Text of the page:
In Gulick v. Ottawa Police Service, 2012 ONSC 5536, the Ontario Superior court confirmed that an employee with "anger management issues" was not disabled for the purposes of the Ontario Human Rights Code and thus not entitled to accommodation.
Specifically, the court stated the following in this case, which involved the dismissal of a police officer:
 While the incident giving rise to the disciplinary hearing did involve
some consumption of alcohol and medications, the Hearing Officer found as a
fact that the incident was triggered by anger management issues with which the
applicant had been struggling for several years. The Hearing Officer found
that alcohol was, at most, an exacerbating factor. We are not aware of any
jurisprudence which has established that anger management issues will support a
finding of disability. read more »
Complaint into RCMP workplace harassment initiated by Commission for Public Complaints Against the RCMP
The Commission for Public Complaints Against the RCMP, a federal body housed in Public Safety Canada department, has initiated a complaint and investigation into RCMP workplace harassment.
The November 16, 2011 news release announcing the complaint states:
Ian McPhail, the Interim Chair of the Commission for Public Complaints Against the RCMP (Commission) has initiated a complaint and a public interest investigation into the conduct of RCMP members regarding the handling of allegations of harassment within the workplace.
"I am satisfied that, given recent events, there are reasonable grounds for me to conduct a review of RCMP procedures pertaining to workplace harassment," said Mr. McPhail. read more »
BC arbitrator addresses whether existing employees can be required to submit to periodic criminal record checks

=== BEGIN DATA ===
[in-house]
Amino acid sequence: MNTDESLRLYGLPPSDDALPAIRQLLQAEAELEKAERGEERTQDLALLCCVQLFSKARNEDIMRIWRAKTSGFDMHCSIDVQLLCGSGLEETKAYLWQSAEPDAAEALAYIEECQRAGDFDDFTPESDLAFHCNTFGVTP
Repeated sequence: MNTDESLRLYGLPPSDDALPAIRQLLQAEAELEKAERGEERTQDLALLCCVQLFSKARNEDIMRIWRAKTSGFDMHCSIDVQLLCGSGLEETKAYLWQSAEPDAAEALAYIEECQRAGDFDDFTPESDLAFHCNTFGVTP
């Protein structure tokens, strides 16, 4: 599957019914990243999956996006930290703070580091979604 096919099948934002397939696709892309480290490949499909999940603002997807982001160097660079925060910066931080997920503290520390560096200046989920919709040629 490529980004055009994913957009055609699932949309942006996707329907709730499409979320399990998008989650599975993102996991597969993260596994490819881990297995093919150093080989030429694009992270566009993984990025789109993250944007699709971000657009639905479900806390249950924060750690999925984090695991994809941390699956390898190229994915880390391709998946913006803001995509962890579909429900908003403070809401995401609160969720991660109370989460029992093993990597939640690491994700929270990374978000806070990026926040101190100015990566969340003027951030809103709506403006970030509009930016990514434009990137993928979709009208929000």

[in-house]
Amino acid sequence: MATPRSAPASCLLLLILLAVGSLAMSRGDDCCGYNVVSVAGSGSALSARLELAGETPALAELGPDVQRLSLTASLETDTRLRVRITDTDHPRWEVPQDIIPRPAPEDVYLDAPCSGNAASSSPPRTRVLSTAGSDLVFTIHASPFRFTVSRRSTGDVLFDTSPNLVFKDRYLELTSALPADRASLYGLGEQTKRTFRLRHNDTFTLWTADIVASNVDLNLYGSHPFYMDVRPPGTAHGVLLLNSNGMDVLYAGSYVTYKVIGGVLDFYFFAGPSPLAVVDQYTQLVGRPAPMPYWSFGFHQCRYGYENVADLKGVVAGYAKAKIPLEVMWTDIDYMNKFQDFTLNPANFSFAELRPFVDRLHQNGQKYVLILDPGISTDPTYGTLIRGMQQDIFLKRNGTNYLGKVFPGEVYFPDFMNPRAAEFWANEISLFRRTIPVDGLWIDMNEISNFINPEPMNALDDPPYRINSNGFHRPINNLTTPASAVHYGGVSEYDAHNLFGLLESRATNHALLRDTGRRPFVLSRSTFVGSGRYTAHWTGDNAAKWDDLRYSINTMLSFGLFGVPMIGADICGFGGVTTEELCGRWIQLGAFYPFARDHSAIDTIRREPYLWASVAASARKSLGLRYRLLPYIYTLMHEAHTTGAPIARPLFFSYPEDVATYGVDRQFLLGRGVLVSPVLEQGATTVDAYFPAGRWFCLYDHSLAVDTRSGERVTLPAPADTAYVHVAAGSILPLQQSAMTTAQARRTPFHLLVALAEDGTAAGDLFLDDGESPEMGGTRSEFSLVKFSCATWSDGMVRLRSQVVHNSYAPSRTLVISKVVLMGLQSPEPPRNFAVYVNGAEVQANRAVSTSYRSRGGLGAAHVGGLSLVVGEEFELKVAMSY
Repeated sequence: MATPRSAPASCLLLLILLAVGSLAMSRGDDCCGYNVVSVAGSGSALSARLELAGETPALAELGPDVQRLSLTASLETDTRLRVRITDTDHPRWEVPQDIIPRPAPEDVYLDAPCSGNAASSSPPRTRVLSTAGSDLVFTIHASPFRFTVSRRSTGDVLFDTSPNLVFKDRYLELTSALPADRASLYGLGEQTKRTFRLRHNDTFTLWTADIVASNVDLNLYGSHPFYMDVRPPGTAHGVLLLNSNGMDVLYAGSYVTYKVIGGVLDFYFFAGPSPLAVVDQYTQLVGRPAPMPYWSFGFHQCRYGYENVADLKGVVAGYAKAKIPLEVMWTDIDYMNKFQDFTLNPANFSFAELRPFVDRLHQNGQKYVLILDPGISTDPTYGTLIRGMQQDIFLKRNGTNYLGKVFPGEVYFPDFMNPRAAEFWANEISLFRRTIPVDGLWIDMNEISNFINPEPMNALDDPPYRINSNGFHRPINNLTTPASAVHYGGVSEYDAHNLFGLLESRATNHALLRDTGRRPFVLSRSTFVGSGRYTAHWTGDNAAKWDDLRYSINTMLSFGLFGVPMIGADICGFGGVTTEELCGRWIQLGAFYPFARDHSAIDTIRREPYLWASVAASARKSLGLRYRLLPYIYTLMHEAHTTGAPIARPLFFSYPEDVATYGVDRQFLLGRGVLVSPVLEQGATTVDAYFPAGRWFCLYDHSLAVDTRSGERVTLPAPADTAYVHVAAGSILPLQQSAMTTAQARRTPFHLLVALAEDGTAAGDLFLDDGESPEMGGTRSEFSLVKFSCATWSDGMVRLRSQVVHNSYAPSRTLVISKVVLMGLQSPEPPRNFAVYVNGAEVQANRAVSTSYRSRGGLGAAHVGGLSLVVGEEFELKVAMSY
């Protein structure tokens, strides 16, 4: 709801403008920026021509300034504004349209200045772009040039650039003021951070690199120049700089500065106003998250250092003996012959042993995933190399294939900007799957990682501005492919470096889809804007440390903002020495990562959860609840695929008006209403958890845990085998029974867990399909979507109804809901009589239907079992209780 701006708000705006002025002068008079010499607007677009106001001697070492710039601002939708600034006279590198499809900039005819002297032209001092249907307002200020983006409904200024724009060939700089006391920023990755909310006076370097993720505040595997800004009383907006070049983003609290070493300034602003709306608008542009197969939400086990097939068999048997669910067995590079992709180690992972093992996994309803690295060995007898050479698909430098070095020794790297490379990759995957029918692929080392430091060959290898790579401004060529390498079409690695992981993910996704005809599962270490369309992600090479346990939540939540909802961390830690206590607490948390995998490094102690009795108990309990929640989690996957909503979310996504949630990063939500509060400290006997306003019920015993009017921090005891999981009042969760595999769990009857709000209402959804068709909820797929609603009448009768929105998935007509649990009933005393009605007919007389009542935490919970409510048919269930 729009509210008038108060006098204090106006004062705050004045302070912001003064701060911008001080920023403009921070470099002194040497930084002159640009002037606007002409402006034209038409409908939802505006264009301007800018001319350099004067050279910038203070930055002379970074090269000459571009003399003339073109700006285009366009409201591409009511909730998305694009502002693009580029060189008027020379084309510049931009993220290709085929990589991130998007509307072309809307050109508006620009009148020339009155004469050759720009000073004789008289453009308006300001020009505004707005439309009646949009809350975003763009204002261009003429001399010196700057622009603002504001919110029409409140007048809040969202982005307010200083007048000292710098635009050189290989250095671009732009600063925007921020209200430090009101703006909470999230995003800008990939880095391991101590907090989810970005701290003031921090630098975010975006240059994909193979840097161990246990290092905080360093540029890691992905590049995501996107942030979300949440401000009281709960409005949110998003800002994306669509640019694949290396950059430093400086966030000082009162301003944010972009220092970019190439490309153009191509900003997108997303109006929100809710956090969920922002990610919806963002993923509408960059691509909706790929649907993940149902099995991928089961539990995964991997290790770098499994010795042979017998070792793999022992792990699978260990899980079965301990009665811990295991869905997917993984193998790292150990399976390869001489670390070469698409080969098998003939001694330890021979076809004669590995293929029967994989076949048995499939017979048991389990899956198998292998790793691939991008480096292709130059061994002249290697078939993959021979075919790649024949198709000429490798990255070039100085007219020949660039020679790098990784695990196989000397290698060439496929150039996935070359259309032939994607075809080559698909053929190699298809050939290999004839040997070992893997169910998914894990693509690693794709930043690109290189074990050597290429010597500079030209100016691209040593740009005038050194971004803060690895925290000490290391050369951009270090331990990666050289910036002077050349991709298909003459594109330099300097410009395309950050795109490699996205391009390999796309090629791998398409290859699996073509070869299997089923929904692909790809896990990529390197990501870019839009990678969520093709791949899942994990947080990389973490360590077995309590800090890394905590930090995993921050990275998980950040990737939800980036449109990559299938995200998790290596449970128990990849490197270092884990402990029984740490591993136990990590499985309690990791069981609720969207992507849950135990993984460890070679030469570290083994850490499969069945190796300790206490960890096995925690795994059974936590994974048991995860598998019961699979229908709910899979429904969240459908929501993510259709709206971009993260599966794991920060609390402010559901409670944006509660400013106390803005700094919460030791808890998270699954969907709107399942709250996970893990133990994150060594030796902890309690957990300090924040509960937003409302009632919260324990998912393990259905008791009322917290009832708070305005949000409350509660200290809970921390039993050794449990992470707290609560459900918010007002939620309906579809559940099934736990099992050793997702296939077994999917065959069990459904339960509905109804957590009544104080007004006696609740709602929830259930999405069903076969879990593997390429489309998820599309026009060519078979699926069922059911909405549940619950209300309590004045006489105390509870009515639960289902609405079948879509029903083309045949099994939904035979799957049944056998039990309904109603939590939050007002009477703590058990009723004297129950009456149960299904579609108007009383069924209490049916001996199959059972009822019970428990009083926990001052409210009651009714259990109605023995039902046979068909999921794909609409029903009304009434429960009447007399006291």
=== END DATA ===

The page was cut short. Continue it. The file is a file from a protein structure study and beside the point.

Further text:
In the May 14, 2010 labour arbitration decision in Vancouver (City) v. Vancouver Firefighters' Union, Local 18 (Police Records Checks Grievance),  B.C.C.A.A.A. No. 81, a BC arbitrator addressed whether an employer could introduce a policy that would require unionized employees in certain designated positions to submit to updated criminal record checks every five years.
Jennifer Roper, at Roper Greyell in Vancouver, has written an article about this decision ("Can Employees be Required to Submit to Criminal Record Checks?") for the firm's September 2010 newsletter. read more »
Former Vancouver police officer obtains $2 million out of court settlement in wrongful dismissal case
Both the Vancouver Sun and Globe and Mail newspapers carried stories this week about former Vancouver police officer Allen Dalstrom obtaining a $2 million out of court settlement in relation to a wrongful dismissal case.
This is a significant settlement in any wrongful dismissal case, particularly one involving a police officer who is reported to have been earning about $100,000 a year.
Although this week's media stories provide a lot of the colour about the case, I relied mainly on the decision in Dalstrom v. Organized Crime Agency of BC, 2008 BCSC 844, which dealt with a pre-trial application, for my summary of the facts and proceedings below.